Wow. I had no idea I lived with low-grade anxiety (swap in the word "stress" if that makes more sense to you). I played around with this for a few days and weeks. When I created busy-work or focused on the length of the to-do list, the vibration sped up. When I leaned into Source and detached from the "comings and goings" of my to-do list, the vibration slowed down.

In the midst of this experiment, I attended a weekend workshop with my longtime Taoist teacher. Even though all the students at this workshop had spent years studying with this teacher and meditating, I could see/hear the anxiety/stress that some of them felt.

Modern society teaches us to value productivity and the drive to attain more stuff. At what cost? In November 2017, the American Psychological Association released their annual report on stress in America. Though stress levels hadn't risen from the previous year, the study does acknowledge that chronic stress is eating away at our health and contentment.

I invite you, for today or tomorrow or this week, to pay attention to how you occupy your time and why. Find ways to reduce the busyness of your day. Notice the quality of your body/emotions/energy when you're focused on your to-do list. Notice how you feel when you slow down. You may not sense any immediate change, but the longer you practice being rather than doing I'm sure you will eventually recognize positive effects.

Here are a few ideas to try:

1) Start each morning with a quiet ritual that blends a stillness of mind, with awareness of your physical body. I practice a yoga pose called tadasna for 5 minutes.

Benefits of this pose include:

  • Recognition of your connection to the earth through paying attention to your feet.
  • Acknowledgment of your connection to the universe above through attention to the crown of your head.
  • Noticing the lightness and energy in my arms and hands as I extend them fully.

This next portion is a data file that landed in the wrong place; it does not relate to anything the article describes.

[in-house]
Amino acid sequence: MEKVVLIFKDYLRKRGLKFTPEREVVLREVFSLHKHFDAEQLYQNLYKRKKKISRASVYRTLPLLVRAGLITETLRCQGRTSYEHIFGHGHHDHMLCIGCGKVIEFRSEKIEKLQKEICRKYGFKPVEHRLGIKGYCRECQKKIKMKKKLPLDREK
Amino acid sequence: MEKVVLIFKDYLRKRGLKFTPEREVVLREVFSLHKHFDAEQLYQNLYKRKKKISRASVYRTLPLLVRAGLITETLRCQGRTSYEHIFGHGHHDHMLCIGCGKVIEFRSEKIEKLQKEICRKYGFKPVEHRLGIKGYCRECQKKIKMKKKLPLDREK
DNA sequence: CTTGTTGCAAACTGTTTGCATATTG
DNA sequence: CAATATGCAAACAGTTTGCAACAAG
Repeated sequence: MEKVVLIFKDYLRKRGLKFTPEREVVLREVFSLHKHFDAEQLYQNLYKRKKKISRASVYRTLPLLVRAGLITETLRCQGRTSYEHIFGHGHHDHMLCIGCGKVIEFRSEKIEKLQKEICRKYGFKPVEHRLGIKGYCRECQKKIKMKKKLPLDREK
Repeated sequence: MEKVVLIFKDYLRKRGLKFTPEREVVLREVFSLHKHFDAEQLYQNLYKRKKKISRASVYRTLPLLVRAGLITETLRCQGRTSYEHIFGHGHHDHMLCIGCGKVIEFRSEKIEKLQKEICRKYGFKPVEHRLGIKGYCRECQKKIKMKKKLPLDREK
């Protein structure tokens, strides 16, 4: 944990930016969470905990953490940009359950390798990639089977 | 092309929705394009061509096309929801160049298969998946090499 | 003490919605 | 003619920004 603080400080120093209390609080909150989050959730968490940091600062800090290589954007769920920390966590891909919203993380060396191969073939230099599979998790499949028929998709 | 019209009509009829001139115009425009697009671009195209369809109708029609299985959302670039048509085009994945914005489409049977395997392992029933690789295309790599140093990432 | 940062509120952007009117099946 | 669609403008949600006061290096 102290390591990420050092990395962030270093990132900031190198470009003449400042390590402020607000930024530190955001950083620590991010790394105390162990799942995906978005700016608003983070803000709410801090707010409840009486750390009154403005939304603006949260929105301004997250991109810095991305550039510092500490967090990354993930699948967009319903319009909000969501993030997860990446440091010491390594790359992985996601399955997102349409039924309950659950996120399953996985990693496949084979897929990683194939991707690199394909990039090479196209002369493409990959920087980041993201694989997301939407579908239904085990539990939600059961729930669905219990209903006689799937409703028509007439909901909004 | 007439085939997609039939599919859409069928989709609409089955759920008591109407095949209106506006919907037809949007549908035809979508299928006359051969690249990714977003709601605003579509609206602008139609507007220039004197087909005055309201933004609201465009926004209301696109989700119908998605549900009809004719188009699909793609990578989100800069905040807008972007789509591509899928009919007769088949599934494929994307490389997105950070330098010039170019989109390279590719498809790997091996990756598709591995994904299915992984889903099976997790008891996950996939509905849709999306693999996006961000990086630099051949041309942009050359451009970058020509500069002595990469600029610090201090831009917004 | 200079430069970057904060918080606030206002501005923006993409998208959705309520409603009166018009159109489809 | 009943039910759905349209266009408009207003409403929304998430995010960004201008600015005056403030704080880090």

2) Tone down your multi-tasking.

Try one or all of these options:

  • When working on a project, turn off the notifications on your phone or computer for an hour. When an hour passes, take a stretch break, check your notifications, then turn them off again for another hour.
  • When you're sharing a meal with friends or family, leave your phone out of sight.
  • Choose an ordinary task that you do regularly—doing the dishes, brushing your teeth, taking a shower—and merely focus on the action at hand. Don't make lists or plans in your head. Don't ruminate about the day's events. Intentionally do the task.

3) Breathe a few times a day deeply.

I recently wrote a post on how to breathe while meditating. At the bottom is a section on how to practice a four-part breathing cycle. This cycle is a great technique to practice throughout the day as a way to reset your mind and reconnect with the present moment.

First, find a comfortable posture. Then, close your eyes or drop your gaze. Take a moment to focus on relaxing the muscles throughout your body (including your tongue). Then:

  • Breathe into your belly for a count of four.
  • Pause your breath for a count of four.
  • Exhale for a count of four.
  • Pause again for a count of four.

Exploring ideas around and techniques for slowing down and finding peace is one of the reasons I'm inspired to offer international retreats. These retreats create an opportunity to spend multiple days working with and practicing the themes of being rather than doing, as well as cultivating compassion, joy, and peace of mind.